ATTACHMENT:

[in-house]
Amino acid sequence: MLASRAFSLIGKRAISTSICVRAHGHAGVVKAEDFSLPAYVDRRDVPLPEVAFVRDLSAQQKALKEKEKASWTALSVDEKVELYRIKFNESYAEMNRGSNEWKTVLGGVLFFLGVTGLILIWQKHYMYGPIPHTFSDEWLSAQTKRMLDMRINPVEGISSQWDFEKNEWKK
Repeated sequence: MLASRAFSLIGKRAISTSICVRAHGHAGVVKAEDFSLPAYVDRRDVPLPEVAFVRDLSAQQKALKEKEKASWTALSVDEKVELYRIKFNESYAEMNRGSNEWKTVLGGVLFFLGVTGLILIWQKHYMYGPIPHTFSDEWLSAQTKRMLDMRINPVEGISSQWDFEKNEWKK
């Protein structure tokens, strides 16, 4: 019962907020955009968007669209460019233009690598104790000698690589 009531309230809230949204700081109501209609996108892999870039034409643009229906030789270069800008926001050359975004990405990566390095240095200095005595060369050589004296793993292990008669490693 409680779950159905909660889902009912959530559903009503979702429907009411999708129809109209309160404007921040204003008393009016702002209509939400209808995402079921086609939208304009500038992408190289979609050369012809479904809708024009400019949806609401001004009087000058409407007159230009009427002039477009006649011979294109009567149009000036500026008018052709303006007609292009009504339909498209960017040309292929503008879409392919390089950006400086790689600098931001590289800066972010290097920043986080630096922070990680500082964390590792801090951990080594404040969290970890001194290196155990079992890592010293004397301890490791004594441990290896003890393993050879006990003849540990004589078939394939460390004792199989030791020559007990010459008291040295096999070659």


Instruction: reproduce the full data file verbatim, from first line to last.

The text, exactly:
[in-house]
Amino acid sequence: MLASRAFSLIGKRAISTSICVRAHGHAGVVKAEDFSLPAYVDRRDVPLPEVAFVRDLSAQQKALKEKEKASWTALSVDEKVELYRIKFNESYAEMNRGSNEWKTVLGGVLFFLGVTGLILIWQKHYMYGPIPHTFSDEWLSAQTKRMLDMRINPVEGISSQWDFEKNEWKK
Repeated sequence: MLASRAFSLIGKRAISTSICVRAHGHAGVVKAEDFSLPAYVDRRDVPLPEVAFVRDLSAQQKALKEKEKASWTALSVDEKVELYRIKFNESYAEMNRGSNEWKTVLGGVLFFLGVTGLILIWQKHYMYGPIPHTFSDEWLSAQTKRMLDMRINPVEGISSQWDFEKNEWKK
């Protein structure tokens, strides 16, 4: 019962907020955009968007669209460019233009690598104790000698690589 009531309230809230949204700081109501209609996108892999870039034409643009229906030789270069800008926001050359975004990405990566390095240095200095005595060369050589004296793993292990008669490693 409680779950159905909660889902009912959530559903009503979702429907009411999708129809109209309160404007921040204003008393009016702002209509939400209808995402079921086609939208304009500038992408190289979609050369012809479904809708024009400019949806609401001004009087000058409407007159230009009427002039477009006649011979294109009567149009000036500026008018052709303006007609292009009504339909498209960017040309292929503008879409392919390089950006400086790689600098931001590289800066972010290097920043986080630096922070990680500082964390590792801090951990080594404040969290970890001194290196155990079992890592010293004397301890490791004594441990290896003890393993050879006990003849540990004589078939394939460390004792199989030791020559007990010459008291040295096999070659």